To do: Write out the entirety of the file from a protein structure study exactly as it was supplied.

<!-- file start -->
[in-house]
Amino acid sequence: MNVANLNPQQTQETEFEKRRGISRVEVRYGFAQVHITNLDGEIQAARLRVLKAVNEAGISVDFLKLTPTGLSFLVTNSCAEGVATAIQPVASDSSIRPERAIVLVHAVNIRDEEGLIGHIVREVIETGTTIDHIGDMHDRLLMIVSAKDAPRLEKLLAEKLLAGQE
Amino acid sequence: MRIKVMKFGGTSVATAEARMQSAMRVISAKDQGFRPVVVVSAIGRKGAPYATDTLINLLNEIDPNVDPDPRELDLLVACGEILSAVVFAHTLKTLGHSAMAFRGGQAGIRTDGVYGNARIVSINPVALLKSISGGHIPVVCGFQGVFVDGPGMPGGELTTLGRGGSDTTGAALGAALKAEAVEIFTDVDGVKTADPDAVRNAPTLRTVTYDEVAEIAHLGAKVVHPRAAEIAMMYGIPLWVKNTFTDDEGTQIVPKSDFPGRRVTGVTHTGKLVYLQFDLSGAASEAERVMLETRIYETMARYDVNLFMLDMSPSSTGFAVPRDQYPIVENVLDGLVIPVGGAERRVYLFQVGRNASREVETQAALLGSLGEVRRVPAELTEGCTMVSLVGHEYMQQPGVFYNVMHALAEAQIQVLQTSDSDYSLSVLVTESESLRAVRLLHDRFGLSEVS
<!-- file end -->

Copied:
[in-house]
Amino acid sequence: MNVANLNPQQTQETEFEKRRGISRVEVRYGFAQVHITNLDGEIQAARLRVLKAVNEAGISVDFLKLTPTGLSFLVTNSCAEGVATAIQPVASDSSIRPERAIVLVHAVNIRDEEGLIGHIVREVIETGTTIDHIGDMHDRLLMIVSAKDAPRLEKLLAEKLLAGQE
Amino acid sequence: MRIKVMKFGGTSVATAEARMQSAMRVISAKDQGFRPVVVVSAIGRKGAPYATDTLINLLNEIDPNVDPDPRELDLLVACGEILSAVVFAHTLKTLGHSAMAFRGGQAGIRTDGVYGNARIVSINPVALLKSISGGHIPVVCGFQGVFVDGPGMPGGELTTLGRGGSDTTGAALGAALKAEAVEIFTDVDGVKTADPDAVRNAPTLRTVTYDEVAEIAHLGAKVVHPRAAEIAMMYGIPLWVKNTFTDDEGTQIVPKSDFPGRRVTGVTHTGKLVYLQFDLSGAASEAERVMLETRIYETMARYDVNLFMLDMSPSSTGFAVPRDQYPIVENVLDGLVIPVGGAERRVYLFQVGRNASREVETQAALLGSLGEVRRVPAELTEGCTMVSLVGHEYMQQPGVFYNVMHALAEAQIQVLQTSDSDYSLSVLVTESESLRAVRLLHDRFGLSEVS